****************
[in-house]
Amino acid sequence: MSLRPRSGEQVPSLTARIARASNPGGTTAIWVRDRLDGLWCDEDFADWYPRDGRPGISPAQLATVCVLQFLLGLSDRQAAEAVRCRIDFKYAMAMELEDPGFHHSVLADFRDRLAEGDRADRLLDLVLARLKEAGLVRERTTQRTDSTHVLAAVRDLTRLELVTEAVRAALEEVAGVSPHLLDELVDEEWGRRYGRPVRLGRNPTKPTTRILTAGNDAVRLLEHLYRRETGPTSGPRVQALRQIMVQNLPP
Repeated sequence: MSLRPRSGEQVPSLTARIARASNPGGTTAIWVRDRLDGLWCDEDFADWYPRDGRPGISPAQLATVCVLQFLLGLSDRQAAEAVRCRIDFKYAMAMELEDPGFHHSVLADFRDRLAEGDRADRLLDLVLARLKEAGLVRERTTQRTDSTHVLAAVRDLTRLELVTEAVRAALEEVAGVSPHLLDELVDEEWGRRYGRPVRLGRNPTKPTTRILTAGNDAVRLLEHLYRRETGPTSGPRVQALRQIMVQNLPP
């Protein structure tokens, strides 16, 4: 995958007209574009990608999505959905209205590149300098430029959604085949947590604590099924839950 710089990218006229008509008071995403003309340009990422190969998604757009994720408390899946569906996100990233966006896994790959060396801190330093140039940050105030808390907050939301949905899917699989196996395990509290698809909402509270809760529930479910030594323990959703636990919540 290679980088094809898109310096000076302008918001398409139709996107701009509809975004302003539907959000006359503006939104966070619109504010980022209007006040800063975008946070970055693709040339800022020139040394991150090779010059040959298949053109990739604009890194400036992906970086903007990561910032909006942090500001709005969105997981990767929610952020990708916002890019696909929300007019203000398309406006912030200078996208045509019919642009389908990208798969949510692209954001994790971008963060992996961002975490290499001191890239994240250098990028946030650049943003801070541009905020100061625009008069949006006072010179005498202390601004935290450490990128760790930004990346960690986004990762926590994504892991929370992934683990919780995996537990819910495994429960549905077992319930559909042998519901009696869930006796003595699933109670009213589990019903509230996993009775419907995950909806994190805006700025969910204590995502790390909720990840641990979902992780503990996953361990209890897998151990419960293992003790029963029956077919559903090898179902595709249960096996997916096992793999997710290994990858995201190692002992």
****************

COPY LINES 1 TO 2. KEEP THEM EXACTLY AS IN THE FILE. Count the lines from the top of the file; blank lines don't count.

[in-house]
Amino acid sequence: MSLRPRSGEQVPSLTARIARASNPGGTTAIWVRDRLDGLWCDEDFADWYPRDGRPGISPAQLATVCVLQFLLGLSDRQAAEAVRCRIDFKYAMAMELEDPGFHHSVLADFRDRLAEGDRADRLLDLVLARLKEAGLVRERTTQRTDSTHVLAAVRDLTRLELVTEAVRAALEEVAGVSPHLLDELVDEEWGRRYGRPVRLGRNPTKPTTRILTAGNDAVRLLEHLYRRETGPTSGPRVQALRQIMVQNLPP